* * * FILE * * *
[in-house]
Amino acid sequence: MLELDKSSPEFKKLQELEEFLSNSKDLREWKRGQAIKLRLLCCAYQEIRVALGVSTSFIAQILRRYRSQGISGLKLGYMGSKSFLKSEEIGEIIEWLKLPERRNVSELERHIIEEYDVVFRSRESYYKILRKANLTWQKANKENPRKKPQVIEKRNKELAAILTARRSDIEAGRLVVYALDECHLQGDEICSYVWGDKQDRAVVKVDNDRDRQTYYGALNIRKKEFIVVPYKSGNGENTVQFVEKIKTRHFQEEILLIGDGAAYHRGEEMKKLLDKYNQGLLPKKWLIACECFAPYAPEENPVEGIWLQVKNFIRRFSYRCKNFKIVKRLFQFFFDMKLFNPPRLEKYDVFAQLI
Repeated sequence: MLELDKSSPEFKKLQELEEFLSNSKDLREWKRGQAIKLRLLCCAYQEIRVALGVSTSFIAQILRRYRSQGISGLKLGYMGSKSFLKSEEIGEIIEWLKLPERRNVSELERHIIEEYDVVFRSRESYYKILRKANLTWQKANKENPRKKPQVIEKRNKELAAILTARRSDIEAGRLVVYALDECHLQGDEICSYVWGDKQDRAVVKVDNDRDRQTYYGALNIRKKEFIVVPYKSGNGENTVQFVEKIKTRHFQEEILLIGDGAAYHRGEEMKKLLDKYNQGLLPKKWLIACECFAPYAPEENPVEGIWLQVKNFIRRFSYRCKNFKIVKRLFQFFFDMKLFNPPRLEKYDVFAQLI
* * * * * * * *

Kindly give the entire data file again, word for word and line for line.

[in-house]
Amino acid sequence: MLELDKSSPEFKKLQELEEFLSNSKDLREWKRGQAIKLRLLCCAYQEIRVALGVSTSFIAQILRRYRSQGISGLKLGYMGSKSFLKSEEIGEIIEWLKLPERRNVSELERHIIEEYDVVFRSRESYYKILRKANLTWQKANKENPRKKPQVIEKRNKELAAILTARRSDIEAGRLVVYALDECHLQGDEICSYVWGDKQDRAVVKVDNDRDRQTYYGALNIRKKEFIVVPYKSGNGENTVQFVEKIKTRHFQEEILLIGDGAAYHRGEEMKKLLDKYNQGLLPKKWLIACECFAPYAPEENPVEGIWLQVKNFIRRFSYRCKNFKIVKRLFQFFFDMKLFNPPRLEKYDVFAQLI
Repeated sequence: MLELDKSSPEFKKLQELEEFLSNSKDLREWKRGQAIKLRLLCCAYQEIRVALGVSTSFIAQILRRYRSQGISGLKLGYMGSKSFLKSEEIGEIIEWLKLPERRNVSELERHIIEEYDVVFRSRESYYKILRKANLTWQKANKENPRKKPQVIEKRNKELAAILTARRSDIEAGRLVVYALDECHLQGDEICSYVWGDKQDRAVVKVDNDRDRQTYYGALNIRKKEFIVVPYKSGNGENTVQFVEKIKTRHFQEEILLIGDGAAYHRGEEMKKLLDKYNQGLLPKKWLIACECFAPYAPEENPVEGIWLQVKNFIRRFSYRCKNFKIVKRLFQFFFDMKLFNPPRLEKYDVFAQLI